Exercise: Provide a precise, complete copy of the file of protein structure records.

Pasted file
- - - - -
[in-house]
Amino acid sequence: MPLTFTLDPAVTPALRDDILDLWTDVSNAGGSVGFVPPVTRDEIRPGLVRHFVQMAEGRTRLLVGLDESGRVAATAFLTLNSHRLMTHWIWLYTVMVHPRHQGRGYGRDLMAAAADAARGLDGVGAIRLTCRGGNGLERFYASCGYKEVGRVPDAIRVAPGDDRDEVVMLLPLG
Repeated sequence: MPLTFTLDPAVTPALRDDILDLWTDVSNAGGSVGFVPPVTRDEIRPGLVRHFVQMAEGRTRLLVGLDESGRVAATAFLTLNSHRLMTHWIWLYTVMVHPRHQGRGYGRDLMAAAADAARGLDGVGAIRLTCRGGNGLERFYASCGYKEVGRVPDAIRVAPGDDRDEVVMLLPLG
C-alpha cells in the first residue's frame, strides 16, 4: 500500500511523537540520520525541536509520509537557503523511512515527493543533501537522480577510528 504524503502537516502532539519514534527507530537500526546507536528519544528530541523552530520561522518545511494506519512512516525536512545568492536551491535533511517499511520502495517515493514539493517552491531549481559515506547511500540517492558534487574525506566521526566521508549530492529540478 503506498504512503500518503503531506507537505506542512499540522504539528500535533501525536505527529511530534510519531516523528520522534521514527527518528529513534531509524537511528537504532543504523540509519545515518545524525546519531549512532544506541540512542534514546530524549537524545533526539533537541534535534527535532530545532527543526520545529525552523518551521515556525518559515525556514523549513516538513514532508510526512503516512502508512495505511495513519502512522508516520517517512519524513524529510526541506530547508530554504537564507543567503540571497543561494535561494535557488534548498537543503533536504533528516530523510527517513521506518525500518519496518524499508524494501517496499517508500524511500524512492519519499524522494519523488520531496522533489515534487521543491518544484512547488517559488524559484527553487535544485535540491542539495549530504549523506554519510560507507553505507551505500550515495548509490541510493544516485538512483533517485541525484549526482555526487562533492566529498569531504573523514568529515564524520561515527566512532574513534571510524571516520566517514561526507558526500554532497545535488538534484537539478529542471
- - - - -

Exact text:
[in-house]
Amino acid sequence: MPLTFTLDPAVTPALRDDILDLWTDVSNAGGSVGFVPPVTRDEIRPGLVRHFVQMAEGRTRLLVGLDESGRVAATAFLTLNSHRLMTHWIWLYTVMVHPRHQGRGYGRDLMAAAADAARGLDGVGAIRLTCRGGNGLERFYASCGYKEVGRVPDAIRVAPGDDRDEVVMLLPLG
Repeated sequence: MPLTFTLDPAVTPALRDDILDLWTDVSNAGGSVGFVPPVTRDEIRPGLVRHFVQMAEGRTRLLVGLDESGRVAATAFLTLNSHRLMTHWIWLYTVMVHPRHQGRGYGRDLMAAAADAARGLDGVGAIRLTCRGGNGLERFYASCGYKEVGRVPDAIRVAPGDDRDEVVMLLPLG
C-alpha cells in the first residue's frame, strides 16, 4: 500500500511523537540520520525541536509520509537557503523511512515527493543533501537522480577510528 504524503502537516502532539519514534527507530537500526546507536528519544528530541523552530520561522518545511494506519512512516525536512545568492536551491535533511517499511520502495517515493514539493517552491531549481559515506547511500540517492558534487574525506566521526566521508549530492529540478 503506498504512503500518503503531506507537505506542512499540522504539528500535533501525536505527529511530534510519531516523528520522534521514527527518528529513534531509524537511528537504532543504523540509519545515518545524525546519531549512532544506541540512542534514546530524549537524545533526539533537541534535534527535532530545532527543526520545529525552523518551521515556525518559515525556514523549513516538513514532508510526512503516512502508512495505511495513519502512522508516520517517512519524513524529510526541506530547508530554504537564507543567503540571497543561494535561494535557488534548498537543503533536504533528516530523510527517513521506518525500518519496518524499508524494501517496499517508500524511500524512492519519499524522494519523488520531496522533489515534487521543491518544484512547488517559488524559484527553487535544485535540491542539495549530504549523506554519510560507507553505507551505500550515495548509490541510493544516485538512483533517485541525484549526482555526487562533492566529498569531504573523514568529515564524520561515527566512532574513534571510524571516520566517514561526507558526500554532497545535488538534484537539478529542471